I had that tattooed on my ass on a street in the Tenderloin, back when San Francisco was a small town. It had low rent. The homeless were still called hippies. They sang songs and begged for money. My first thought was they lacked talent. I went instead to Union Square to watch the pantomimists. I became aware of my body and felt awkward. I didn’t like the pigeons. I followed my mother’s advice and refused offers from strangers.
I ate in Chinatown, but the turning point came the day I was taken to the Mission to try pork belly burritos. The cook called me “Amigo.” Nobody ever called me amigo back home, although some people called me “Bud” or “Son” or “Asshole.” That burrito, prepared over 25 years ago, was the most delicious thing I had ever eaten. Running away may not have solved anything, I’m not too sure, but I can’t imagine life having any meaning without flour tortillas.
“What the hell did you expect?” That’s what he said, my father, who sat right there in our house and called my sister a slut.
“Hey, whoa, hey, slow down there, gramps. Let’s show some respect for your daughter there, sir. Just show the bitch some respect!”
This here was my sister’s husband, Derby. He knew whereof he spoke, or so she thought. He’d better. He had himself a fine brand-new Cadillac sedan which he bought on his winnings from last year’s darn Tupelo poker championship. “Don’t start, Daddy! Just don’t you dare try telling me, you hear?” She had a way of getting all worked up.
They met at the Magnolia Nights Formal-Wear Annual Party held at Ole Miss this year on April 8th, in the Bellevue Towers dance hall over on Shake N’ Bake Lane. Afterwards, she said, “He swept me off my feet and I’ve been off them ever since.”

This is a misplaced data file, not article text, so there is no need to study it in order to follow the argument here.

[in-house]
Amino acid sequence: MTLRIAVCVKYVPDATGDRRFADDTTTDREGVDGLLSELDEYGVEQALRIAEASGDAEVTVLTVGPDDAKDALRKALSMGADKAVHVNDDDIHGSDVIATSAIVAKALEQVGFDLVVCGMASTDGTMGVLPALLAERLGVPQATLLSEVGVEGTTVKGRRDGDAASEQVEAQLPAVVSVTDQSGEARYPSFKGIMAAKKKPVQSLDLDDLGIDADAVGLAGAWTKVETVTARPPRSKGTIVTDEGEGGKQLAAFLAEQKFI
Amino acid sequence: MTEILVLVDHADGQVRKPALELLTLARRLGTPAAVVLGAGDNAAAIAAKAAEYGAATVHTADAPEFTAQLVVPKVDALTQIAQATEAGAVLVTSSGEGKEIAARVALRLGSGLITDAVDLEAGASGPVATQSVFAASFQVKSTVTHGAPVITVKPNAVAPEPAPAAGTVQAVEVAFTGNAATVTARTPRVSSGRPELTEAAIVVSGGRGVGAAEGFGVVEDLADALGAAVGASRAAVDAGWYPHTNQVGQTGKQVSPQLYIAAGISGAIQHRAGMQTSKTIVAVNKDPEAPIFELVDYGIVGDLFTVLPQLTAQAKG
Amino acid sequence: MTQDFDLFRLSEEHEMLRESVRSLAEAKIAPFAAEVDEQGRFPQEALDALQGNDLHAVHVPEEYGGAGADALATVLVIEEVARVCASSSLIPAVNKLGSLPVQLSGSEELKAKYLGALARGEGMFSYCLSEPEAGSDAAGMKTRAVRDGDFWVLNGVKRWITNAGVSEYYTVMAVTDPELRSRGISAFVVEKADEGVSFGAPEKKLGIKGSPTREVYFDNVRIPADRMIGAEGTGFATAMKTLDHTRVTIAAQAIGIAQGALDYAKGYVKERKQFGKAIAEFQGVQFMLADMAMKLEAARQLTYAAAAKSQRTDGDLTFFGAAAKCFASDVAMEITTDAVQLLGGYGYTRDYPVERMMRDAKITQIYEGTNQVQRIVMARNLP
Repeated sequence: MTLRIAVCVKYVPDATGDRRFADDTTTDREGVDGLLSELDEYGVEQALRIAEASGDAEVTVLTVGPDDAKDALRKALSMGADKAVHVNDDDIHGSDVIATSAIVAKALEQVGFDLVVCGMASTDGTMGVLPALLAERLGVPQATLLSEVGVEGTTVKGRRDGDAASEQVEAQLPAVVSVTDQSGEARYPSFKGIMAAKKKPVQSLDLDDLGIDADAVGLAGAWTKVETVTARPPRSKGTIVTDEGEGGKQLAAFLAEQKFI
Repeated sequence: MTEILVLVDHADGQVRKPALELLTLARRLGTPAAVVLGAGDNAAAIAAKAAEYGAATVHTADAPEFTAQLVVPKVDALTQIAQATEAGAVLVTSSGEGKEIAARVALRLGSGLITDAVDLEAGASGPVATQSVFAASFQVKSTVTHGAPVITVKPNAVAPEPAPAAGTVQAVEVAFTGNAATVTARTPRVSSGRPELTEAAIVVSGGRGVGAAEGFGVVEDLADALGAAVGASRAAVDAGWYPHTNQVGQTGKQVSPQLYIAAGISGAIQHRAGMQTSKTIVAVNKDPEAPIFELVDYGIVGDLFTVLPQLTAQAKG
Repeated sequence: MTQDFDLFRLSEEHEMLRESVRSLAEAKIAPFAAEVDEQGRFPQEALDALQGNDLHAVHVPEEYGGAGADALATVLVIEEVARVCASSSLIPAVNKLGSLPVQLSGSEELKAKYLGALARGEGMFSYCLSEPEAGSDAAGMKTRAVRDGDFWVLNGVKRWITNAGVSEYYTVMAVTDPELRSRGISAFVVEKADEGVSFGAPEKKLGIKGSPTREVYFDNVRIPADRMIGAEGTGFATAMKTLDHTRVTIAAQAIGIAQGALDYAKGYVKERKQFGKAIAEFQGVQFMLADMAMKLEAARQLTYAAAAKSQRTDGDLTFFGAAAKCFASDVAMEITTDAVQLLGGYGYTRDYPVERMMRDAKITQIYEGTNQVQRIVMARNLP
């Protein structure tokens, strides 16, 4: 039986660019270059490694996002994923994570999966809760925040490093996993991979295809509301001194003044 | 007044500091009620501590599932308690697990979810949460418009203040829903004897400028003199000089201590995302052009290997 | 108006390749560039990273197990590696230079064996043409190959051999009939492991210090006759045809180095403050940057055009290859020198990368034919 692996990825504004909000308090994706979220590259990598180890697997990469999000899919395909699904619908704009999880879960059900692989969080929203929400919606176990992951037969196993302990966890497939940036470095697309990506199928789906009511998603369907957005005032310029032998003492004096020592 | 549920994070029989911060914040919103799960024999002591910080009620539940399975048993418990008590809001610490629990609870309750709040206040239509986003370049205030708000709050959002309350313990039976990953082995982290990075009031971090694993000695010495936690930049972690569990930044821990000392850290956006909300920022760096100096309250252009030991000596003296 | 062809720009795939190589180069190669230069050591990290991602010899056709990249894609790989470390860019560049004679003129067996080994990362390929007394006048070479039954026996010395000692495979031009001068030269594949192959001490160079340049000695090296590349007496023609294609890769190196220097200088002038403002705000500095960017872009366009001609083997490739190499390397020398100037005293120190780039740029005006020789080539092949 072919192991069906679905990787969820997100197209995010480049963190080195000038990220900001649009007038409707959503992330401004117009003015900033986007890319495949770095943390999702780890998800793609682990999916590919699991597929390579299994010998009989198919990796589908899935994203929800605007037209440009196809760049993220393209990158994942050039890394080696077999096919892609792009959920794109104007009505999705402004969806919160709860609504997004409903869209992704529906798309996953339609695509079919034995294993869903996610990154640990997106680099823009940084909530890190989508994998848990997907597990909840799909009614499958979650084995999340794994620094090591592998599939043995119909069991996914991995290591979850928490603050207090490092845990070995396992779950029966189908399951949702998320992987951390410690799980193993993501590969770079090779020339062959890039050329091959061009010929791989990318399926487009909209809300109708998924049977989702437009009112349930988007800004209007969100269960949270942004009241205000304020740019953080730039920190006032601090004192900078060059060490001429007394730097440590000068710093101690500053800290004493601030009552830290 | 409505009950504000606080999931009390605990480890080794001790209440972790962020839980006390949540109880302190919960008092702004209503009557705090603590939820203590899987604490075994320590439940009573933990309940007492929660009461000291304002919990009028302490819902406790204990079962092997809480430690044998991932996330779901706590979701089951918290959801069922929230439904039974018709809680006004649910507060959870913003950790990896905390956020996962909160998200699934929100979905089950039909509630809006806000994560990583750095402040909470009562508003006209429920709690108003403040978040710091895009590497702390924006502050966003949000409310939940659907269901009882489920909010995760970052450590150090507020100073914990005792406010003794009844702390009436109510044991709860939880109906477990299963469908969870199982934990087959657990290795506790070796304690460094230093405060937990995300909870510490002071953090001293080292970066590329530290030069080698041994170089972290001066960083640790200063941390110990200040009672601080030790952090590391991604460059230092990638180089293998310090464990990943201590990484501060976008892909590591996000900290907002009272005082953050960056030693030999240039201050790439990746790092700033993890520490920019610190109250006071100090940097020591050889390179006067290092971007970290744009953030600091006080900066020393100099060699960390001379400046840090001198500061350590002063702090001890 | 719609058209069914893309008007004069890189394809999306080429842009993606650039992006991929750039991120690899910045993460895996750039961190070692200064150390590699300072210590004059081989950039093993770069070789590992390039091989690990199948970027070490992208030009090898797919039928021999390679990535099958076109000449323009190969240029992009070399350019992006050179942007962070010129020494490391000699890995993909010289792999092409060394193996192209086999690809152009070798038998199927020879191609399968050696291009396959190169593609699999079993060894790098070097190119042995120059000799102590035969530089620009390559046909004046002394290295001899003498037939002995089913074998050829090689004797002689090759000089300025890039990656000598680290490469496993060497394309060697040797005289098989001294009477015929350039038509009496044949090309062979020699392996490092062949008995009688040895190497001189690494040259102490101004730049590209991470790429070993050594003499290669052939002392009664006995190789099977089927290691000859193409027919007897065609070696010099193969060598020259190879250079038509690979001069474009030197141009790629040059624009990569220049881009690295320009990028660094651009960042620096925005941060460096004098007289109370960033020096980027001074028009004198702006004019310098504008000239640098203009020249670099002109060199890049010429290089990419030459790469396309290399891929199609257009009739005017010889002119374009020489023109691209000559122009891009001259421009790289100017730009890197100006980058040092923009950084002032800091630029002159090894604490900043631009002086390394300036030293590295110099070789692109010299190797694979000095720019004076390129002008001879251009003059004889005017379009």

Mind you, he took right away to slapping her around. She told me but made me swear not to say nothing to Daddy who had a volcanic temper and a handgun. “I told him right then and there that I would not have him hitting me like that.” She said she didn’t like it. “I don’t want men slapping my bare bottom unless he’s fixing to fuck me. Then, it’s all right, when he’s good and stiff and in me real good.” That’s what she told me. She’s always been that way, ready to tell her side of the story.
Mamma told us Daddy liked to haul off and smack her real good, too, and she wouldn’t have it, not any of that slapping crap, so she grabbed a skillet and whomped him over the head. Just lay into that fucker, I mean it, and he learned to cut that out. Wham! It just ‘bout tore a hole in his head.
But, see, that’s how folks were. That was how it was. “A woman’s got to stand up for herself or men will be on her twenty-four hours a day, I kid you not. They want to fuck you in the ass, in the coochie cooch, shit, guys will fuck you in your ear if you don’t learn to stand up for yourself.” Thus, spoke Sis.
“You don’t need no Nobel in literature to know the ways of men.” That’s what my mamma used to say. She knew William Faulkner’s cleaning ladies, ‘cause they shopped at the same Kroger’s just outside Oxford. They knew. They knew. That is all I’ll be saying on that subject. But see, the thing of it is, pecans do grow on trees. Oh, yes, they do! And, so, that’s why a woman like Sis had to put out. It was expected. Otherwise, she going to be left behind. The guy’s ‘round here would just dump your ass. My sister told me all this before I ran away to California and I had trouble putting it out of my mind. Even then, I caught the madness of Southern good ol’ boys expecting girls to stay virgins while putting out on first dates.